Why BYU’s president believes unity, perseverance remain remedies to today’s ills

COVID-19 and chaos — these two words seem to compete for the lead spot in each day’s troublesome headlines.

“The good news,” reassured Brigham Young University President Kevin J Worthen at a Tuesday, Jan. 12, devotional, “is that there are things within our individual and collective control that we can do to address both of these challenges.”

His message to the students, who began their winter semester this week, was a call to persevere even while seeking hope and unity.

First, the ongoing pandemic.

“Even though many of the traditional educational routines continue to be  altered because of the coronavirus, there is increasing light on the horizon,” he said. “With the rapidly expanding availability of a vaccine, we can envision a future in which we will be able to gather more often and in larger numbers, and where in-person meetings and classes will become the norm rather than the exception.”

But that day has not come yet. So, he told his audience, remain diligent. Wear masks, wash hands, maintain social distancing and comply with testing protocols.

President Worthen compared the current COVID-19 situation with baseball’s time-honored “seventh-inning stretch,” where spectators take a moment to stand and stretch their legs. But the game isn’t over. A lot can still happen in the final two innings of a baseball game.

“Similarly, the pandemic experience is not over for us,” he said. “The need to adhere to the guidelines is more important than ever. Because of your good work last semester, we are ahead, and if we stay ahead — if we finish strong — we can, like the home baseball team, end the game one-half inning early.

“If, on the other hand, we lose focus and let down our guard, the virus may overtake us, requiring us to go extra innings — or worse, to cancel the game.”

Perseverance, until the game has been won, remains essential.

Brigham Young University President Kevin J Worthen speaks on the importance of perseverance and unity during Jan. 12, 2021, campus devotional.
Brigham Young University President Kevin J Worthen speaks on the importance of perseverance and unity during Jan. 12, 2021, campus devotional. Credit: BYU Photo

For American baseball fans, no “seventh-inning stretch” is complete without singing, as one, “Take Me Out to the Ballgame.” It’s a shared, unifying experience fans relish regardless of their team affiliations or the score of the game.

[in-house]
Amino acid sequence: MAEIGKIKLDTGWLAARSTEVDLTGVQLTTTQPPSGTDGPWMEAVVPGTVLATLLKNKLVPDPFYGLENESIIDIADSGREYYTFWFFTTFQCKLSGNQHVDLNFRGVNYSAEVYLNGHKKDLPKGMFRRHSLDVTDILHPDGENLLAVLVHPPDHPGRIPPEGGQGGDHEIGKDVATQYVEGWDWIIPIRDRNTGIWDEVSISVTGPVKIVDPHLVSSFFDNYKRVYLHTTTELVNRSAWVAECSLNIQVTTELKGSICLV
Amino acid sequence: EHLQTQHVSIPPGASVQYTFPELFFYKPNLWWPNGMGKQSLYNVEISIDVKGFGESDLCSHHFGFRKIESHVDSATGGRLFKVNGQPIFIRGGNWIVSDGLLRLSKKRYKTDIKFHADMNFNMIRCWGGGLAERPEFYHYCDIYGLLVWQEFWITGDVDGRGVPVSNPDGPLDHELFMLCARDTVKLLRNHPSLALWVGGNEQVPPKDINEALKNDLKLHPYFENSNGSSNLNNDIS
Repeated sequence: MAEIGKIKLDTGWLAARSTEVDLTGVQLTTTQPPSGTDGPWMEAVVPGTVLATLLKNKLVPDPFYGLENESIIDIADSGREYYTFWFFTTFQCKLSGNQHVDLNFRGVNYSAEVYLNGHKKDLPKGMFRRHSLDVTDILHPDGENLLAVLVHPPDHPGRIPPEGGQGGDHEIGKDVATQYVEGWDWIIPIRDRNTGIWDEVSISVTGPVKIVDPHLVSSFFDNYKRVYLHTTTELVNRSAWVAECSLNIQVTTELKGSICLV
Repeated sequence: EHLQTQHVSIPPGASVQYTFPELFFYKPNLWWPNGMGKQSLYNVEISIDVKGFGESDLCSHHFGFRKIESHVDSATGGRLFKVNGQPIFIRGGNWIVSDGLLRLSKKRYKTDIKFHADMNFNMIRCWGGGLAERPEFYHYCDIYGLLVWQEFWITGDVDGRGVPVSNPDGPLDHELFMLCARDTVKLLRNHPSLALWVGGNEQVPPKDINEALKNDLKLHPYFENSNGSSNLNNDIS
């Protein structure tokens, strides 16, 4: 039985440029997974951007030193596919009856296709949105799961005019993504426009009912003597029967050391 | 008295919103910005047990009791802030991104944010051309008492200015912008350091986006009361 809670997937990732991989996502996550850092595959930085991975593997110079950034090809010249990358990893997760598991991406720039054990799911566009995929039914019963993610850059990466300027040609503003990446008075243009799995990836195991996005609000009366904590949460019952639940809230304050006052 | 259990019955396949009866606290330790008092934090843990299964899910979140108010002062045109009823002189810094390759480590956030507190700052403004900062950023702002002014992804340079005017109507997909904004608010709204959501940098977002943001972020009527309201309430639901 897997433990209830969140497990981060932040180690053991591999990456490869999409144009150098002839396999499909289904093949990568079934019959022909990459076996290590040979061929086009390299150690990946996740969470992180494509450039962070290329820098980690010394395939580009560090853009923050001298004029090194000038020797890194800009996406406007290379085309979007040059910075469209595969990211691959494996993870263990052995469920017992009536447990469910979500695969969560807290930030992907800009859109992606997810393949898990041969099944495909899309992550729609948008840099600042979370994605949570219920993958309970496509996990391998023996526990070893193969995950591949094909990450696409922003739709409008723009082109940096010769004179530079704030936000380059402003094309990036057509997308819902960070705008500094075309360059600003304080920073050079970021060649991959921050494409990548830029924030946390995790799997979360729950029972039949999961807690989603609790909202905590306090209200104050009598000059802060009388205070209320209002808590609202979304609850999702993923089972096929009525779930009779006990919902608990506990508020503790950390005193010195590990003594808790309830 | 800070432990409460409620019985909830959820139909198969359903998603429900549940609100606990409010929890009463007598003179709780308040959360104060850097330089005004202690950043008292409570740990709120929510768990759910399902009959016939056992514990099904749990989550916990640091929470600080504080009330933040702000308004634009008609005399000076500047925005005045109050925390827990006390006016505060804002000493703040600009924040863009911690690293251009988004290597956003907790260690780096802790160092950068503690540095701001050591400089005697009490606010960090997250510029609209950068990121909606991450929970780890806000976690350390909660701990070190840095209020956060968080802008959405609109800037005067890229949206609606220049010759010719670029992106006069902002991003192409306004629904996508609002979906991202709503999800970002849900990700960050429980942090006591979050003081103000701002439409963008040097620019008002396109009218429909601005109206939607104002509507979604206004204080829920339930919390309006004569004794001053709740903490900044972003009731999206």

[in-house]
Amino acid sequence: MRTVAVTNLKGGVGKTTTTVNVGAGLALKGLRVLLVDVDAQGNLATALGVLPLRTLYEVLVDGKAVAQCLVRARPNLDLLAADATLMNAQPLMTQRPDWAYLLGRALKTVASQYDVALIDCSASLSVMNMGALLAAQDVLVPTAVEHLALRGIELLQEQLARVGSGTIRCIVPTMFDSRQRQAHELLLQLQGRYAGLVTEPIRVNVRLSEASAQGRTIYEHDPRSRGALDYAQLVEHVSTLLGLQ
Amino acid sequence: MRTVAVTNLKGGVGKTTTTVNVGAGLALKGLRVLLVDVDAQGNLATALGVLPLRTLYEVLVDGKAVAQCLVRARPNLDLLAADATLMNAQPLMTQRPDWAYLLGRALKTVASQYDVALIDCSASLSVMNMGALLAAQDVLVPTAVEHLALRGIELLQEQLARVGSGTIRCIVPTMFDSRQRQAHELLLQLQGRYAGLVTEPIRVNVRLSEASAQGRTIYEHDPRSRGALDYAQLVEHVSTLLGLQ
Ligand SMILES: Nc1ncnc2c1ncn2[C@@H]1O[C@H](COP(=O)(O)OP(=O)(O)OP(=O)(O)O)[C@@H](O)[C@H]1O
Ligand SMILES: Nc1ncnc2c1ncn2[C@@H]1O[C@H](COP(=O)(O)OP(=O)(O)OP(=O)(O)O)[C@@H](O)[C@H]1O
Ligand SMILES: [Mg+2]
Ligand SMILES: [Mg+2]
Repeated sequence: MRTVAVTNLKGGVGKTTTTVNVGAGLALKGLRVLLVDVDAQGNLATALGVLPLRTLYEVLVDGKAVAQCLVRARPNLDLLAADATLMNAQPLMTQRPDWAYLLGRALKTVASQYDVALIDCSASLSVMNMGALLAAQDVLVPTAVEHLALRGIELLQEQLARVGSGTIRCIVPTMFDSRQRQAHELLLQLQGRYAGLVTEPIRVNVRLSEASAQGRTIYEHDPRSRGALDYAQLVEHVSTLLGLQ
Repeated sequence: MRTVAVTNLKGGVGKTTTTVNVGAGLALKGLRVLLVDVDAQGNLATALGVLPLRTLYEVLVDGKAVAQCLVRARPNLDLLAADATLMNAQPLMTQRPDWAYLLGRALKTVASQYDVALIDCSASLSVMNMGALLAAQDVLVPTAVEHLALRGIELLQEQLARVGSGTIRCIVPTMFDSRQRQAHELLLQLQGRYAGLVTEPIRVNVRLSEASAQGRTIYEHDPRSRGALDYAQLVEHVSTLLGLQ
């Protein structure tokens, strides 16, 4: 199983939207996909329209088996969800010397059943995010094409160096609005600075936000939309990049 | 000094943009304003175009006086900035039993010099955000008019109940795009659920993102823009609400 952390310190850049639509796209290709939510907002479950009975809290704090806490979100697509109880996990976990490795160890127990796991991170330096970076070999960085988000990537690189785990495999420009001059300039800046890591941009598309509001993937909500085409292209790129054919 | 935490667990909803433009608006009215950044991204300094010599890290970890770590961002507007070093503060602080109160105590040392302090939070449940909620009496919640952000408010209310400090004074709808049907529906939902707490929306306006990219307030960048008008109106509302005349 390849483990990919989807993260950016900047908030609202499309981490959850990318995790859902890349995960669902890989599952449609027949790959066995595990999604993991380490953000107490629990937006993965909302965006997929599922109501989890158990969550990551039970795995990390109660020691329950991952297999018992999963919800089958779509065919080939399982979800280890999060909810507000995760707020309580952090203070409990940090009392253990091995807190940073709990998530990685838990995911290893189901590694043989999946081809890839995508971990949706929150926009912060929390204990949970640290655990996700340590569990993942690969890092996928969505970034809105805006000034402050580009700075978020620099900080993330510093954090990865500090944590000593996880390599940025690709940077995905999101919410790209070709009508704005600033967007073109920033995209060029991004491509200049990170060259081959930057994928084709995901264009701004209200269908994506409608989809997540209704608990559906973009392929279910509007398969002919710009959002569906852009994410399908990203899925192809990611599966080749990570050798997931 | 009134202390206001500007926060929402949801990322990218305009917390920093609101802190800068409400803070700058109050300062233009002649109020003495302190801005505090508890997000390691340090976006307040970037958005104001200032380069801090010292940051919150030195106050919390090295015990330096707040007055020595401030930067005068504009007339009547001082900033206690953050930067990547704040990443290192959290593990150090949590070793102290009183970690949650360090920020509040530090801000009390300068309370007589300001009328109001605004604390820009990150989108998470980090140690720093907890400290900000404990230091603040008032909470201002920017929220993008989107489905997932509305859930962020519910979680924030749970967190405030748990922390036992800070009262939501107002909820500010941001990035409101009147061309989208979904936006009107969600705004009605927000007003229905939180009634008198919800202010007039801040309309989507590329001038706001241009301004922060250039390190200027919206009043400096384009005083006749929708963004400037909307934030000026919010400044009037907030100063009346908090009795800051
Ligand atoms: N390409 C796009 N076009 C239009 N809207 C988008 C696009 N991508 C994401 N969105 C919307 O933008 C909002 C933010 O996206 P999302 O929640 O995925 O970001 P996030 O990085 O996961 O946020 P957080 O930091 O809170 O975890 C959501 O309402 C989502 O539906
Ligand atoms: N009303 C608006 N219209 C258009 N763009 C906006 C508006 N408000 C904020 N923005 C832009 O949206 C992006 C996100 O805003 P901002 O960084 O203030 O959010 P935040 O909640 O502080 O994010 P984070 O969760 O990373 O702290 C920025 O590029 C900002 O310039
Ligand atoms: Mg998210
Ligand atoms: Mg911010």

“There is, as Joseph Smith explained, ‘power in unity’,” he said. “ And we are in more need of that unifying power than perhaps at any time in our  lifetime, not only to weather the pandemic storm, but also to address pressing issues like social justice, poverty, inequities and angry divisiveness and intolerance in political and other matters.”

Unity, of course, extends far beyond baseball. It is an eternal gospel principle that stabilizes communities and determines eternal destinies. “Simply put, we cannot be exalted without achieving a high level of unity.”

In the 38th section of the Doctrine and Covenants, the Lord commands His people to “Be one.” And the scriptures are replete with examples of how unity blessed the lives of individuals and societies.

“Some may find a call for unity strange at a time when we are working to promote more diversity on campus,” said President Worthen. “But as Elder Quentin L. Cook noted in the most recent general conference, unity and diversity are not opposite. We can achieve greater unity as we foster an atmosphere of inclusion and respect for diversity.”

True unity, he added, does not come at the cost of individuality.

“While all human beings share a common bond as beloved spirit children of Heavenly Parents, each of us is a unique individual, with individual personalities, experiences and gifts.  And each of these individual characteristics can contribute to greater unity.”

The Church has need of every member, and, as Paul taught, members should “suffer” and “rejoice” as one.

That same principle applies with full force to the university community, he said. “When we welcome and value the gifts, talents, experiences, and perspectives of all of God’s children who are engaged in our common enterprise, we will not only more fully reach our individual potential, but we will also be more united.” 

BYU and its students can achieve its full potential by emphasizing both unity and diversity, he added. Without unity, diversity becomes divisive. Without diversity, unity becomes bland conformity.